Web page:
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Why Calvin de Haan’s Signing Heralds a New Direction for the Carolina Hurricanes

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The idea of a top free agent signing with the Hurricanes might be even more noteworthy than the actual act of Calvin de Haan doing so.

Carolina Hurricanes v New York Islanders Photo by Bruce Bennett/Getty Images

The list of players the Carolina Hurricanes have acquired through free agency over the years who didn’t have a prior connection to the organization in some form has been, to be charitable, rather underwhelming.

The hits? Cory Stillman and Ray Whitney in the summer of 2005 are obvious. Ron Francis in 1998 sticks out as a signing meant to make a statement for a team struggling for relevance in the wake of moving to North Carolina moreso than a pure hockey move, although even as seen through that lens it was a successful signing. (Yes, he played for the club in Hartford, but was traded away before the Karmanos regime took over, so we’ll count it here.) Arturs Irbe wasn’t a bad call, and neither was (gulp) Alexander Semin in the year he joined the team on a one-year deal. The less said about his five-year extension the subsequent summer, the better, but that came after he was a known quantity.

In the middle you find guys like Patrick Dwyer, Alexei Ponikarovsky (hey, don’t laugh, he wasn’t bad for 34 of a season and then turned into the draft pick that became Jaccob Slavin), Frantisek Kaberle and Jay Harrison. None of them were unqualified successes, but they at least held their own.

But then at the bottom? The likes of Stephane Yelle, Trevor Letowski, Josef Melichar, Brad Isbister, Tomas Kaberle, Jakub Nakladal and Jamie Storr would like a word.

In fact, there are way more swings and misses in the Canes’ free-agent history than there are hits, which justifies Tom Dundon’s belief that shopping for free agents is largely an exercise in picking through other teams’ recycling bins - and makes the Canes’ signing of Calvin de Haan on Tuesday even more notable.

Not since (shudder) Tomas Kaberle signed in 2011 have the Canes splashed more than two years on a free agent from outside the organization. Before that, it was Tom Kostopoulos (?!) in 2009. Stillman and Oleg Tverdovsky got three years on the open market from Carolina, and Francis signed for four years in the summer of 1998.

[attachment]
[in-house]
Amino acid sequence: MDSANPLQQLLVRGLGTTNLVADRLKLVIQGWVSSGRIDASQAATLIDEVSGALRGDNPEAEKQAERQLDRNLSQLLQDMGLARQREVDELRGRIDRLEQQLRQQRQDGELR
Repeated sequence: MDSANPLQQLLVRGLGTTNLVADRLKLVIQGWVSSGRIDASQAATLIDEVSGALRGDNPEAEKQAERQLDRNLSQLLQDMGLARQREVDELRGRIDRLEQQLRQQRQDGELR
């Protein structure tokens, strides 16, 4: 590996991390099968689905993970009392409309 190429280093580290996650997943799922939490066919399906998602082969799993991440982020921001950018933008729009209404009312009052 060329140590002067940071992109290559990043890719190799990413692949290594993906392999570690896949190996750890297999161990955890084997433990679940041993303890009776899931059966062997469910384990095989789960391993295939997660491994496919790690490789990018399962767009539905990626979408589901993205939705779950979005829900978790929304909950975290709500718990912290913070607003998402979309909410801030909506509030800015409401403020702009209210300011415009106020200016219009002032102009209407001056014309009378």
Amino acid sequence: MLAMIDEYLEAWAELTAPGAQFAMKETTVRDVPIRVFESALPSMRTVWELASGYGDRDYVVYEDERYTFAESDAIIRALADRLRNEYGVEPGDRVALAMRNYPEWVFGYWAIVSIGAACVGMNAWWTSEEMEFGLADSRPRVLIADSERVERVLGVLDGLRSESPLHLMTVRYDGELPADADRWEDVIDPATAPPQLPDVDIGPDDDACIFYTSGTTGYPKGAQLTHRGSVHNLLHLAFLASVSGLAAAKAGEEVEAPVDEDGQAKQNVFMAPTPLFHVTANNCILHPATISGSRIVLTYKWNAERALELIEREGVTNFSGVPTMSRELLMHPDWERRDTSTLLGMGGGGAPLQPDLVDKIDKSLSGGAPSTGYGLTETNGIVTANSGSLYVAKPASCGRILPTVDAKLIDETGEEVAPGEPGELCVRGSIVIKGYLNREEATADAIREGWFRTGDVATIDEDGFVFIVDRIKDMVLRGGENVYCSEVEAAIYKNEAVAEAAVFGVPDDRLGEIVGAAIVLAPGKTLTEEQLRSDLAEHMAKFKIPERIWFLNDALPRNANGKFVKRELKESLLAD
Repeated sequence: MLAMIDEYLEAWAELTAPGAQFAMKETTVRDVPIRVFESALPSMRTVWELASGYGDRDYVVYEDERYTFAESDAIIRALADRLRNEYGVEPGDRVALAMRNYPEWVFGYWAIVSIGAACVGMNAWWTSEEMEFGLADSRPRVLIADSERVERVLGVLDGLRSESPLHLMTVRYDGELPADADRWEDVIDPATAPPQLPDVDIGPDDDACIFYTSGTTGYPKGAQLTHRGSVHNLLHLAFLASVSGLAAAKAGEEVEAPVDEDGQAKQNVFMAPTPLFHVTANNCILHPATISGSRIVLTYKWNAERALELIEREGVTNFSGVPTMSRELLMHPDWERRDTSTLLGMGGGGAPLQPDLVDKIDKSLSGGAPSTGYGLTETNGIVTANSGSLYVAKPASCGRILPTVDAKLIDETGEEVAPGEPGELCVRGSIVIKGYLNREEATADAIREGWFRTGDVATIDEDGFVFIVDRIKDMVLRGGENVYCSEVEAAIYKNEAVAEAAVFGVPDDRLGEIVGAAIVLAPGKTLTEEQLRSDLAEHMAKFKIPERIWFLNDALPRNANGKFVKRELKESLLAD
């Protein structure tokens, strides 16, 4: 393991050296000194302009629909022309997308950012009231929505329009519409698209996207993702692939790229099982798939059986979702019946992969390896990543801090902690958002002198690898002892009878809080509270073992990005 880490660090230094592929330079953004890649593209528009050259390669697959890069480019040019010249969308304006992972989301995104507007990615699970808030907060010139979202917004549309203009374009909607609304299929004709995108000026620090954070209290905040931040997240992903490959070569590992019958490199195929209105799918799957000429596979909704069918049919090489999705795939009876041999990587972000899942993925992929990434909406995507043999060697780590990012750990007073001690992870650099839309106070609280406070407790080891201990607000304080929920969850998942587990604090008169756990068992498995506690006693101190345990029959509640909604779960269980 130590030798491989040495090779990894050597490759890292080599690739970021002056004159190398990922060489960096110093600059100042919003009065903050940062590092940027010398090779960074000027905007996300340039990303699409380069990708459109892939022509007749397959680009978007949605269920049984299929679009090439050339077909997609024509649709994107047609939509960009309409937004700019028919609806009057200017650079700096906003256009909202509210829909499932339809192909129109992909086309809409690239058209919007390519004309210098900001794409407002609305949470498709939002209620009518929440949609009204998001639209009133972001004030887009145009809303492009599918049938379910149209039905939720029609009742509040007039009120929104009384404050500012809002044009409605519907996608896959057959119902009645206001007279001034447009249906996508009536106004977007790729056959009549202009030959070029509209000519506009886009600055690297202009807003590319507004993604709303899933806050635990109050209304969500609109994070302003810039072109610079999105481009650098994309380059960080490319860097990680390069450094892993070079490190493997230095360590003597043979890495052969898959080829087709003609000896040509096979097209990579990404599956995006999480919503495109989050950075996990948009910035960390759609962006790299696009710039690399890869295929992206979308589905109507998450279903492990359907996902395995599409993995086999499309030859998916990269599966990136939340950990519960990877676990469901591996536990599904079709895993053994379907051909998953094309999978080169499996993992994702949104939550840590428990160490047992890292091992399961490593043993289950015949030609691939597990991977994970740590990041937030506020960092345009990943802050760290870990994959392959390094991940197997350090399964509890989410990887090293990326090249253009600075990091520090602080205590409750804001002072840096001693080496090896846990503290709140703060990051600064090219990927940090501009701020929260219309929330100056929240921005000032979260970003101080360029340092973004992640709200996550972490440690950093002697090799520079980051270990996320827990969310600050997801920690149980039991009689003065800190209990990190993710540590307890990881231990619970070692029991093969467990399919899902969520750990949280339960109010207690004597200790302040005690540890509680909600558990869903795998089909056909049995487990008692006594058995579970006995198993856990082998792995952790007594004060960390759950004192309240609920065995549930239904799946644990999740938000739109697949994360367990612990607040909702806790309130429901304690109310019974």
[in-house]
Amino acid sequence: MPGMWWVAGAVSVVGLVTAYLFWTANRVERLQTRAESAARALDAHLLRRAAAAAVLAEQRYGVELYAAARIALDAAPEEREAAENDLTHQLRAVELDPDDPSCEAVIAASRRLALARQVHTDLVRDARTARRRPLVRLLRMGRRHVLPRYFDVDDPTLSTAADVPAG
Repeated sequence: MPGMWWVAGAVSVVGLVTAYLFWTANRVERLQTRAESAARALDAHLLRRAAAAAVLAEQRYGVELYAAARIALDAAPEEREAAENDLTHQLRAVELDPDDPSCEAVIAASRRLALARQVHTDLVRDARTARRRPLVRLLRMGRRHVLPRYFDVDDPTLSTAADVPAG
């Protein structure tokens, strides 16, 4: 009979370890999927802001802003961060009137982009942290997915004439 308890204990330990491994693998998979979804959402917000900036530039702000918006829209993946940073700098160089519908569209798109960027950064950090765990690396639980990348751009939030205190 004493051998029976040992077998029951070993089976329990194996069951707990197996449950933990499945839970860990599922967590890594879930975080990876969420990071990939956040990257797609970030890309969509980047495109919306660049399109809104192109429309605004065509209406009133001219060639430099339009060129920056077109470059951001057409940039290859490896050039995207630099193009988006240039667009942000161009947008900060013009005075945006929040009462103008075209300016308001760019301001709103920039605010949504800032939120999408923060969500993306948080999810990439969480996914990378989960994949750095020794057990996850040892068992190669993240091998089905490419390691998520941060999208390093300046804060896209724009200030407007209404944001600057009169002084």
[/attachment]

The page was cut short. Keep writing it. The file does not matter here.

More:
That’s it. That’s the list. Five free agents - six if you count de Haan - in the Canes’ 22 offseasons in North Carolina have received deals longer than two years.

The Hurricanes, of course, are far from alone in avoiding big-ticket free agent signings, with examples like the ones Andrew mentioned on Tuesday serving as cautionary tales in how to spend money foolishly. But ponying up for de Haan in both money and term serves notice from Dundon and Don Waddell that they will be willing to spend when it’s appropriate to do so.

For a team that’s been the target of “team in crisis!!” headlines since Francis’ departure in March, this is a noteworthy rebuttal. It should - but, we all know, it won’t, not in some quarters - prove that the Canes aren’t going cheap for the sake of simply making a buck on the back of underpaid front-office executives.

Obviously it’s too early to declare de Haan’s signing an unqualified success; there’s still plenty of time for the deal to go sideways, and as James Wisniewski will tell you, the best-formulated plans sometimes have plot twists in store that no one sees coming. But enjoy this deal for what is it: a bold statement from the Hurricanes’ new braintrust that, if the right player for a situation is out there, commitments of time or money won’t stand in the way of improving the club.

Who knows what the future holds, but at least for right now, it’s fair to say that the Canes will no longer be reduced to shopping in bargain bins in free agency, crossing their fingers that a player signed on the cheap will pan out while knowing all along that it’s highly unlikely to happen. It’s been a long, long time since Canes fans could realistically say that, and it’s a breath of fresh air years in the making.